For many U. Reflecting those concerns, the first National Security Strategy issued by the Bush Administration, in September , highlighted the policy of preemptive, or anticipatory, action, to forestall hostile acts by adversaries, "even if uncertainty remains as to the time and place of the enemy's attack. Throughout , the stated position of the Administration was to aggressively seek Iraqi compliance with U.

Security Council Resolutions concerning the inspections regime, while holding out the possibility of U. On November 8, , following intensive negotiations among its "Permanent 5" members, the U. Security Council issued Resolution In it, the Council decided that Iraq remained in "material breach" of its obligations; that the Council would afford Iraq "a final opportunity to comply"; that failure to comply would "constitute a further material breach"; and that in that case, Iraq would "face serious consequences.

This language, though strong by U. While the Iraqi government eventually provided a large quantity of written materials, the Administration deemed Iraqi compliance to be insufficient. The Administration chose not to seek an additional U. Resolution explicitly authorizing military action under Chapter VII, reportedly due to concerns that some Permanent Members of the Council were prepared to veto it. The Administration's intent to take military action against Iraq was formally made public on March 17, , when President Bush issued an ultimatum to Saddam Hussein and his sons to leave Iraq within 48 hours.

As the Prussian military theorist Karl von Clausewitz wrote, war planning includes articulation of both intended goals and how they will be achieved. To meet that intent, the Administration planned—though apparently in unequal measure—for both combat operations and the broader range of operations that would be required on "the day after" regime removal. The Administration's short-term goal for OIF was regime removal. In his March speech, President Bush declared that in the longer term, the United States would help Iraqis build "a new Iraq that is prosperous and free.

Over time, the Administration's longer-term strategic objectives were fine-tuned. In the November National Strategy for Victory in Iraq, the Administration stated the long-term goal for Iraq this way: "Iraq is peaceful, united, stable, and secure, well-integrated into the international community, and a full partner in the global war on terrorism. In January , at the time the "surge" was announced, the White House released an unclassified version of the results of its late internal review of Iraq policy.

That document states: "Our strategic goal in Iraq remains the same: a unified, democratic, federal Iraq that can govern itself, defend itself, and sustain itself, and is an ally in the war on terror. In January , in its regular quarterly update to the Congress, the Department of Defense DOD used almost the same language, with additional words to reflect the new security agreement: "The goal of the strategic partnership between the United States and Iraq remains a unified, democratic and federal Iraq that can govern, defend and sustain itself and is an ally in the war on terror.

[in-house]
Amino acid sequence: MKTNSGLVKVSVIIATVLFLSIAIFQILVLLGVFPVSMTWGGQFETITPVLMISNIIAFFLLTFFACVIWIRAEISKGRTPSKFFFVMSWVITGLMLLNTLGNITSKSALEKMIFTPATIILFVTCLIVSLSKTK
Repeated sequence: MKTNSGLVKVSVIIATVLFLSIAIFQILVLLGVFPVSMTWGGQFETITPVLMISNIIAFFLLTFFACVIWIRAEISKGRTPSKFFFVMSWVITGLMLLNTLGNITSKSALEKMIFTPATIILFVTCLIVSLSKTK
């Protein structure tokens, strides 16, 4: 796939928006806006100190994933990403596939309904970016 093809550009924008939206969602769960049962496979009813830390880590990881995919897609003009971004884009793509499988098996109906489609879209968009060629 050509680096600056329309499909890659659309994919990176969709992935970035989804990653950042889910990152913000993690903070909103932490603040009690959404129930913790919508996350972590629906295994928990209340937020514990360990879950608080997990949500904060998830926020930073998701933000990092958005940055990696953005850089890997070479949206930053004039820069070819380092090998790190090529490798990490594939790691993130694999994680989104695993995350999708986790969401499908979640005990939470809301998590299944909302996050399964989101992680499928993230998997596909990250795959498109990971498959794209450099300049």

To support the stated U. From a military perspective, there are theoretically many different possible ways to remove a regime—using different capabilities, in different combinations, over different timelines. The Gulf War, for example, had highlighted the initial use of air power in targeting key regime infrastructure. The more recent war in Afghanistan had showcased a joint effort, as Special Operations Forces on the ground called in air strikes on key targets.

Key debates in OIF major combat planning concerned the size of the force, the timelines for action, and the synchronization of ground and air power. According to participants, throughout the planning process, Secretary of Defense Donald Rumsfeld played an active role, consistently urging the use of a streamlined force and a quick timeline. At issue in the OIF planning debates was not only how to fight the war in Iraq, but also—implicitly—how to organize, man, train and equip the force for the future.

For military planners, the guidance to use a streamlined force reflected a fundamental shift away from the Powell Doctrine, named after the former Chairman of the Joint Chiefs of Staff, which stressed that force, if used, should be overwhelming. The planning effort started early. Just before Thanksgiving, , President Bush asked Secretary Rumsfeld to develop a plan for regime removal in Iraq, and Secretary Rumsfeld immediately gave that assignment to the commander of U.

The planning effort for combat operations was initially very "close hold," involving only a few key leaders and small groups of trusted planners at each level. As the effort progressed, the number of people involved grew, but key elements of the plans remained compartmentalized, such that few people had visibility on all elements of the plans. The starting point for the planning effort was the existing, "on the shelf" Iraq war plan, known as , which had been developed and then refined during the 's. That plan called for a force of between , and , U. When General Franks briefed Secretary Rumsfeld on these plans in late November , Secretary Rumsfeld reportedly asked for a completely new version—with fewer troops and a faster deployment timeline.